Paris: Diesel and jet fuel supplies were running low Saturday in parts of France as workers took to the streets for another nationwide protest against President Nicolas Sarkozy`s plan to raise the retirement age to 62.
Fuel supplies were a prime concern as unions announced that all 12 fuel-producing refineries in France were on strike and many depots were being blocked by protesters. Police were called in Friday to force three crucial fuel depots to reopen, including one near the southern city of Marseille.
Saturday`s march from the Place de la Republique in Paris was the fifth in a full month of protests that have swept this nation of 64 million people, affecting trains, subways, airports, hospitals, schools and other facilities.
The Ecology Ministry said fuel stocks at Paris` Charles de Gaulle airport — one of Europe`s key hubs — were good until at least Tuesday, but the statement left open the question of what happens after that.
Dominique Bussereau, France`s transport minister, authorized oil companies to use some reserves after trucking companies complained of difficulties finding fuel, but he insisted there was no reason for drivers to fear a gas shortage.
Still, a sign Saturday at a gas station in Feyzin, near the eastern city of Lyon, announced a fuel shortage at all pumps and frustrated motorists reported other scattered problems.
"When the government says there will be no shortage, it means there will be a shortage," said Bernard Martin, a 60-year-old retiree who found no fuel at a Carrefour gas station in Ecully, near Lyon. "Since this morning, there is no more diesel fuel."
Countries across Europe are cutting spending and raising taxes to bring down deficits and debts that hit record levels after the 2008 financial crisis resulted in the worst recession in 70 years. Labor leaders, students and civil servants are fighting back.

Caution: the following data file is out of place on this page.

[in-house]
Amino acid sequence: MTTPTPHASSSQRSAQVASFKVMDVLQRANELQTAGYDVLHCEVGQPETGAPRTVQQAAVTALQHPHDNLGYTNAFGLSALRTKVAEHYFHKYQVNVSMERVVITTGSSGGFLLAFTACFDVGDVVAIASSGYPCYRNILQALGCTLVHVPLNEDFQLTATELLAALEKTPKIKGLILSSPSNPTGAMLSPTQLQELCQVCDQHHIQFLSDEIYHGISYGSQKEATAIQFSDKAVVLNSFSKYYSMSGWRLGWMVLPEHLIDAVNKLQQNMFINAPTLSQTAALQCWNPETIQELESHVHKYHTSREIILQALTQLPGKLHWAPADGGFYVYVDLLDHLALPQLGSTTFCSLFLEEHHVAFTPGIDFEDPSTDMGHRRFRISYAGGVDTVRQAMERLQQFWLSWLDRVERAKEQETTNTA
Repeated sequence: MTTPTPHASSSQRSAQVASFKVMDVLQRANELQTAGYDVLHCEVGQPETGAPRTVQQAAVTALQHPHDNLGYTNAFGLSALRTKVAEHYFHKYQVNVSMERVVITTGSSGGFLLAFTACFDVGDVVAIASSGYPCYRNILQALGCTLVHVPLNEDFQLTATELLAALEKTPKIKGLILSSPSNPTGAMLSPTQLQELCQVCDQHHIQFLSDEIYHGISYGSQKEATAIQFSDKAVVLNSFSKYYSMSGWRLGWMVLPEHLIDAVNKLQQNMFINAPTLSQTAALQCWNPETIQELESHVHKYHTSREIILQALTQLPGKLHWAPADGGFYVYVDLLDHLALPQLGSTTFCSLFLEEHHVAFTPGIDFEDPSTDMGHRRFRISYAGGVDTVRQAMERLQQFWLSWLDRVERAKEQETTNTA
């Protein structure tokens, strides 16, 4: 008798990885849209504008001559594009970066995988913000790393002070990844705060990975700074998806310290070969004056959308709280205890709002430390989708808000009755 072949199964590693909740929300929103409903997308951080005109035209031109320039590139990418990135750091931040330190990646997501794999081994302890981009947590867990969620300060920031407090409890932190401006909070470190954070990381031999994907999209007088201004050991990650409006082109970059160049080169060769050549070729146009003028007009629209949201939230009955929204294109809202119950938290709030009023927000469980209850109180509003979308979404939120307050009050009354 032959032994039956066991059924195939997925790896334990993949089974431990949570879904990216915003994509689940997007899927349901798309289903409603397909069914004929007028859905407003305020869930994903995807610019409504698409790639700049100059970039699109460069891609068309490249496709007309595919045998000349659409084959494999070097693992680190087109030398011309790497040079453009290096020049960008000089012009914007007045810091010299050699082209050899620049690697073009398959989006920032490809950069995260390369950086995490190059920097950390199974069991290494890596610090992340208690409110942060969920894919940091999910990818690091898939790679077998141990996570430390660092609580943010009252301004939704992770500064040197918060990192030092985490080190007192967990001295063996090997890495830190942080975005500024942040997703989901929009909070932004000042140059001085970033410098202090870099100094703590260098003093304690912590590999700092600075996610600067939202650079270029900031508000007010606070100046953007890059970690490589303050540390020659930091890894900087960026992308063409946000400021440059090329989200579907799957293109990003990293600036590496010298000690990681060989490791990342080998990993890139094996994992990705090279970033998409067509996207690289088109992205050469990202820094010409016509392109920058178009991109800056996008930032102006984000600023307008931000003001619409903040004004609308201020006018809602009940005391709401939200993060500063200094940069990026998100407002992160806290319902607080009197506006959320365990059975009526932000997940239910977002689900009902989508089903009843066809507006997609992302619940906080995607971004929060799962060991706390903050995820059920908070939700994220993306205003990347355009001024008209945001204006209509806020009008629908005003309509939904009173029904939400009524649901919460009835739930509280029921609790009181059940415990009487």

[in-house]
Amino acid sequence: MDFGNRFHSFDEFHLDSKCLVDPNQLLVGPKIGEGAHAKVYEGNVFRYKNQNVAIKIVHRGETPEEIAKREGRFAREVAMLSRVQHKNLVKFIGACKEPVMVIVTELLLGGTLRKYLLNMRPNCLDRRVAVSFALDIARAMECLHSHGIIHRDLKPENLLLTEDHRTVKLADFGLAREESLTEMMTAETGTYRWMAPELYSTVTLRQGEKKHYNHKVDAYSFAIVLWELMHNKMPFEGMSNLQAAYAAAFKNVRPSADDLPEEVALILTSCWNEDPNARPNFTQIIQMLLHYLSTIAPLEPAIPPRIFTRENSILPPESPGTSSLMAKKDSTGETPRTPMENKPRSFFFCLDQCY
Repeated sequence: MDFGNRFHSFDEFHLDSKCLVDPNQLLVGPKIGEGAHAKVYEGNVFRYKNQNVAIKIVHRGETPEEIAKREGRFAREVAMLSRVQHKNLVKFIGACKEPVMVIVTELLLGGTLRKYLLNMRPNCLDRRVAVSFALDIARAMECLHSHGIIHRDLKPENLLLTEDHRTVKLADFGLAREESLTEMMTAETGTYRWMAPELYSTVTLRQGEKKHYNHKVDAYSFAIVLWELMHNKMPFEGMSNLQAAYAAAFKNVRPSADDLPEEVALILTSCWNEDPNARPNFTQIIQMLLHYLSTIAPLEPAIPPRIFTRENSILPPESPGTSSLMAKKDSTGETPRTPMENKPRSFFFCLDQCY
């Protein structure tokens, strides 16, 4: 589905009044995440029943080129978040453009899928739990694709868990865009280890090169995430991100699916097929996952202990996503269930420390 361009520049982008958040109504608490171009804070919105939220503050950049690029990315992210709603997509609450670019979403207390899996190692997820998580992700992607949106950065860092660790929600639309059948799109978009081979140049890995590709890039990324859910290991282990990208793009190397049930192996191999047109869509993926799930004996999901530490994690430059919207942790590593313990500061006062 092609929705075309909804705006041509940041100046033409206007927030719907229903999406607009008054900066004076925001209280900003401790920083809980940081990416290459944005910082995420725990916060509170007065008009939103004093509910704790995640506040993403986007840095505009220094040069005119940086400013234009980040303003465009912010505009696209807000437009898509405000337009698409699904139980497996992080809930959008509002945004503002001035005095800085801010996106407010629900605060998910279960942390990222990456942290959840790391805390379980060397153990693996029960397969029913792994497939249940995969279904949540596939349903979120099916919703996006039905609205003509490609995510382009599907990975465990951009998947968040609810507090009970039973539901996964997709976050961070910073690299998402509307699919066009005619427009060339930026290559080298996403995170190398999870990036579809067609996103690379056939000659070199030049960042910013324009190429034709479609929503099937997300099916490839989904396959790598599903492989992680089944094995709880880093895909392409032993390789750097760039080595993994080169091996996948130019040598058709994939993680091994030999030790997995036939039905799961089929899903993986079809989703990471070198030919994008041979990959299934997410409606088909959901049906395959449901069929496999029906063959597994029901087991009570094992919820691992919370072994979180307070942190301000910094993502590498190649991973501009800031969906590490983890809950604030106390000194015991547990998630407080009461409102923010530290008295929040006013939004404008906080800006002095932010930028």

"(These protests are) an attempt to say stop abusing the workers and citizens," Christian Coste, head of the CGT Union at Total`s La Mede refinery, told Associated Press Television News on Saturday. "We are not here to bring France to its knees and create a shortage, we are here to make ourselves heard."
Workers have been striking for five days straight at the La Mede refinery in southern France.
On the streets of Marseille, garbage was left uncollected for the fourth straight day and firefighters had to extinguish some rubbish piles set afire. Sarkozy`s pension reforms — especially raising the retirement age from 60 to 62 — are seen by unions as an attack on their near-sacred social protections. The government says that is the only way to save the money-draining pension system and insists people must work longer because they are living longer.
"The French understand that those who are blocking this country are at the head of the government," CFDT union leader Francois Chereque said on BFM-TV. Yet even at 62, France would have one of the lowest retirement ages in Europe. In cities around France excluding Paris, some 340,000 protesters were out by midday, according to the Interior Ministry. Union figures have been consistently far higher than official counts.
Saturday`s protests will not be the last. A new protest is set for Tuesday, a day before the French Senate is to vote on the pension reform. The CGT union also called Saturday to strengthen strikes at the SNCF train authority. About one-third of fast trains were hobbled by strikes Friday. The Eurostar train to London was running normally Saturday.
Elsewhere, thousands of students and teachers demonstrated Friday across Italy to protest planned cuts in education, while Portugal`s minority government faced a battle in parliament over abrupt tax hikes and deep spending cuts.
In Greece, riot police had to tear gas hundreds of Culture Ministry workers Friday to end a labor dispute that shut down the country`s most famous attraction, the Acropolis, for three days.